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ABOUT CLASSIC HORRORS CLUB

Nothing makes you feel older than when the music you loved as a kid is referred to as “oldies.” When people talk about the 80s and 90s like they were the “good old days,” I simply shake my head. Yeah, the 80s were great, but I find myself longing more and more for the late 60s and 70s. Popular “retro” today isn’t retro at all for me.

Born at the very end of the Baby Boomers and the very beginning of Generation X, it’s always been hard for me to identify completely with either generation. While I’m fond of many eras, my formative years were the late 1960s through the early 1980s as I moved up through grade school, junior high and high school.

 

I was, and am, a “Monster Kid,” one of the children who literally ran home after school to watch Dark Shadows, even though when I saw House of Dark Shadows in the movie theater, I was so scared I had to ask my aunt if we could leave. I stayed up late (or tried) watching Sleepwalker's Matinee with Count Gregore on Friday nights.

I saw Taste the Blood of Dracula and Trog at the drive-in and begged my parents so incessantly to see Escape from the Planet of the Apes that they dropped me off at the movie theater by myself. I built the Aurora models, carried "A Pictorial History of Horror Movies" to school with me, and loved Kolchak: The Night Stalker on TV.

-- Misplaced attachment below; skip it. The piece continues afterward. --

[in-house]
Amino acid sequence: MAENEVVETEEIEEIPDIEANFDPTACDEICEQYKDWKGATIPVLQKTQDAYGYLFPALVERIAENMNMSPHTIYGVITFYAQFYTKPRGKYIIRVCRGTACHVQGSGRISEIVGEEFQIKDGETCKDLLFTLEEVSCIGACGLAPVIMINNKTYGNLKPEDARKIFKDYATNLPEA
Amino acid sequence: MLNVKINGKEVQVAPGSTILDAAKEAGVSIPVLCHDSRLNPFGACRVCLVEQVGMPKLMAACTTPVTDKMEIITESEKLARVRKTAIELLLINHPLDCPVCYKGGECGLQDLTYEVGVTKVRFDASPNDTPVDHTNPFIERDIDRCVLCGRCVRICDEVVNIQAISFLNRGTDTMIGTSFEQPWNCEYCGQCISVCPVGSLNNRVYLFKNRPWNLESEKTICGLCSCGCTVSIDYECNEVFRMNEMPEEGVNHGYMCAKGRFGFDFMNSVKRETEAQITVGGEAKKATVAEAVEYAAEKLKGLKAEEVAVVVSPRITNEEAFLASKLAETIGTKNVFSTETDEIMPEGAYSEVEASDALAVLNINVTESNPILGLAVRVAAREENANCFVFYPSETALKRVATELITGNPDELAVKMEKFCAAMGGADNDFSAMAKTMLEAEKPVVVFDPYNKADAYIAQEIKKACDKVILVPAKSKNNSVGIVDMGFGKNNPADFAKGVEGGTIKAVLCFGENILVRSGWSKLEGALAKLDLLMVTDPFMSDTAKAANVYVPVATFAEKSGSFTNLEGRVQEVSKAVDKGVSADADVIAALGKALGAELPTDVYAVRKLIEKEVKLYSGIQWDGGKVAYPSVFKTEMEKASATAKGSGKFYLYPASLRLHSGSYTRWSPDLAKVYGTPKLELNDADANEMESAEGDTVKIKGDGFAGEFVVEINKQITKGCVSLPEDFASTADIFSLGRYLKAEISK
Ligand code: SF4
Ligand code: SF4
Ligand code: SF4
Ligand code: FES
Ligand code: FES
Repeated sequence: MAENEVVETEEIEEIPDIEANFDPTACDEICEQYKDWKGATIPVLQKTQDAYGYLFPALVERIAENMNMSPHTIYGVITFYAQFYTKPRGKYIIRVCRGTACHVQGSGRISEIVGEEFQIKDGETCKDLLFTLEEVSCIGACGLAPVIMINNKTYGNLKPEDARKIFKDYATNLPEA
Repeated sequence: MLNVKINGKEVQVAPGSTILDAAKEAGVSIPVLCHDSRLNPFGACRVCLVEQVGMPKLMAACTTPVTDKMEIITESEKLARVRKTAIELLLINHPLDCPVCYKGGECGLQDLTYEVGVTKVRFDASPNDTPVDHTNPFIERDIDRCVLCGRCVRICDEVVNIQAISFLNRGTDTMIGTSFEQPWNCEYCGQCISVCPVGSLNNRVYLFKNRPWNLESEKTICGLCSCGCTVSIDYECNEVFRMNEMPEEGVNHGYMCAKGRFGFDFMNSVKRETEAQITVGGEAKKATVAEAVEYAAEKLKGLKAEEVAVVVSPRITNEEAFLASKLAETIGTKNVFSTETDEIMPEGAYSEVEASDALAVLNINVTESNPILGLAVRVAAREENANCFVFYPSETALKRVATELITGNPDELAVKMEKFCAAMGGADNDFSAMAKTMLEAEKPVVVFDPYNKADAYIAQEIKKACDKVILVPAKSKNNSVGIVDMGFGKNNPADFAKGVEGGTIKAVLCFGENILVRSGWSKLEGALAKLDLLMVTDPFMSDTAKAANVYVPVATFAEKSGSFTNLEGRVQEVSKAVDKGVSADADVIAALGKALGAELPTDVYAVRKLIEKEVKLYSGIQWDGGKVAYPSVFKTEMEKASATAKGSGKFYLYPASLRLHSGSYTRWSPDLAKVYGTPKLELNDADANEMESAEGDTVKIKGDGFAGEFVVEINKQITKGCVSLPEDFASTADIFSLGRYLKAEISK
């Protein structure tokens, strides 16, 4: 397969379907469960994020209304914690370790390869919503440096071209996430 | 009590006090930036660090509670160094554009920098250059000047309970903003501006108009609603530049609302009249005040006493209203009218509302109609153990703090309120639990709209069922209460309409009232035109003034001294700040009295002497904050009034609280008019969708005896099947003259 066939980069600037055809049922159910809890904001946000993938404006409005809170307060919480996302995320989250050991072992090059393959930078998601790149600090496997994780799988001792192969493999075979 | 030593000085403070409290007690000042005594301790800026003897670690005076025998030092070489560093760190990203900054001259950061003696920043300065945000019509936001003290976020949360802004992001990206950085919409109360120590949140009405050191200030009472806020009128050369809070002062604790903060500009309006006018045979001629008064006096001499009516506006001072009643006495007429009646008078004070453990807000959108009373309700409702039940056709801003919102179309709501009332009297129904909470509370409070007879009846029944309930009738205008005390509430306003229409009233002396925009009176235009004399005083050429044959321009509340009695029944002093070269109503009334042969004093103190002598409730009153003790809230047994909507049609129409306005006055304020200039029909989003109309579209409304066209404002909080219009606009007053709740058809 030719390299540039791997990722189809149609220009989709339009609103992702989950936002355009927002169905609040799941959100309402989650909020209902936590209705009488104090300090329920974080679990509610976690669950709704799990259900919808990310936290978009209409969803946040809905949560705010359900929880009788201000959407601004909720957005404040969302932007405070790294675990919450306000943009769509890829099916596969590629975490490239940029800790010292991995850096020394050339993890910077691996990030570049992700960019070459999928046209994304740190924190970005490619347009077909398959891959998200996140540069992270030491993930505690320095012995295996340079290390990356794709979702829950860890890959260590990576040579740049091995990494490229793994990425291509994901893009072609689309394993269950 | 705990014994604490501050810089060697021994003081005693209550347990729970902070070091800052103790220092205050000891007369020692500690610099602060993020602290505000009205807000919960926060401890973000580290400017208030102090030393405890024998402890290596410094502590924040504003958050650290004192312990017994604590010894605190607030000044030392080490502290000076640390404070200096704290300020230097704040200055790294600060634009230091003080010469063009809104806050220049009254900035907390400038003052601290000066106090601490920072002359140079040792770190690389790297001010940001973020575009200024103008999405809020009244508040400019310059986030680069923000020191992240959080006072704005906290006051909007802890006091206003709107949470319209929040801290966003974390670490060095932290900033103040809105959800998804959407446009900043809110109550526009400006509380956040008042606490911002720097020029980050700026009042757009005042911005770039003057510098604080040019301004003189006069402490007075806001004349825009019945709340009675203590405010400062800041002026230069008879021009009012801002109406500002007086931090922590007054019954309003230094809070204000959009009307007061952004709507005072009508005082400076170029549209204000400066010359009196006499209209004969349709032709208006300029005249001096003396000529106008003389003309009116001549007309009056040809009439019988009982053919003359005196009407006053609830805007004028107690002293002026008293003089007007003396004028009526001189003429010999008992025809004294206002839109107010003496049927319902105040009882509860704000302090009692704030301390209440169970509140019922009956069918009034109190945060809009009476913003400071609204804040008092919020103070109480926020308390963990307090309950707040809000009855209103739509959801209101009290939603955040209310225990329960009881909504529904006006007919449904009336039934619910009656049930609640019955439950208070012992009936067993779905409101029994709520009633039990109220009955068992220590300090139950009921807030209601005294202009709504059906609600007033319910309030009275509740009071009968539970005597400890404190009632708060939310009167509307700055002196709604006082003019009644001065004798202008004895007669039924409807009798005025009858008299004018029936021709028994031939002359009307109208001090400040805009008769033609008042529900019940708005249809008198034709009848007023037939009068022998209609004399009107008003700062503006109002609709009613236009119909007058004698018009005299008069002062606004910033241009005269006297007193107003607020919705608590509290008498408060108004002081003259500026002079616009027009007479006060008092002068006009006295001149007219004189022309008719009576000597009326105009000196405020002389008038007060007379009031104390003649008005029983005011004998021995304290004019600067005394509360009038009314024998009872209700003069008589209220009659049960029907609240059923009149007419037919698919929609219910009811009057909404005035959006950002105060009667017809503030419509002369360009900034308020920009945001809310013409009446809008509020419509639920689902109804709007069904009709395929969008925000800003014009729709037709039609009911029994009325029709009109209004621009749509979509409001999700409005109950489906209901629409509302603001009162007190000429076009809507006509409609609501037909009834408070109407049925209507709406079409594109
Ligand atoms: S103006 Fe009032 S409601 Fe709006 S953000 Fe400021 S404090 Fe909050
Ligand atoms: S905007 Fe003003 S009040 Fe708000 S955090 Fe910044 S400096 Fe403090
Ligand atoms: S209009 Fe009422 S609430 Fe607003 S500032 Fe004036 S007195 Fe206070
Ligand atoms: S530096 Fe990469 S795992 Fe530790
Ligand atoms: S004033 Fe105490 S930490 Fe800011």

​My goal with Classic Horrors Club is to express love for what I consider the truly “classic” era of horror-related genres and sub-genres. The tagline is, “From silent screen to Halloween, and everything scary in between,” which is meant to represent popular media from the dawn of horror to its high noon with Halloween in 1978.

Join me on this journey as I navigate what I call "The 5 Ages of Classic Horror:" The Silent Age, The Golden Age, The Atomic Age, The Psychological Age, and The Occult Age." We can all do research and I probably don't have anything new to discover, but I have one thing absolutely unique: my opinion. I hope you enjoy reading it...

Jeff Owens

 

 

Dedicated to the best father a monster kid could ever have:

Gene W. Owens
Jan. 23, 1940 - Aug. 20, 2018

When I told my father I wanted to set my alarm to wake up at midnight so I could watch The Ghost of Frankenstein on Sleepwalker’s Matinee with Count Gregor, he asked, “Why?  They speak pig Latin.”  At that age, I didn’t know if he was being serious or not, and when I groggily began watching the movie despite his warning, I half-expected to find English subtitles.

This is one of the first Monster Kid experiences that I remember, and I’m so grateful today that I have a memory of Dad associated with it. I’ll never forget you, Dad.  I love you.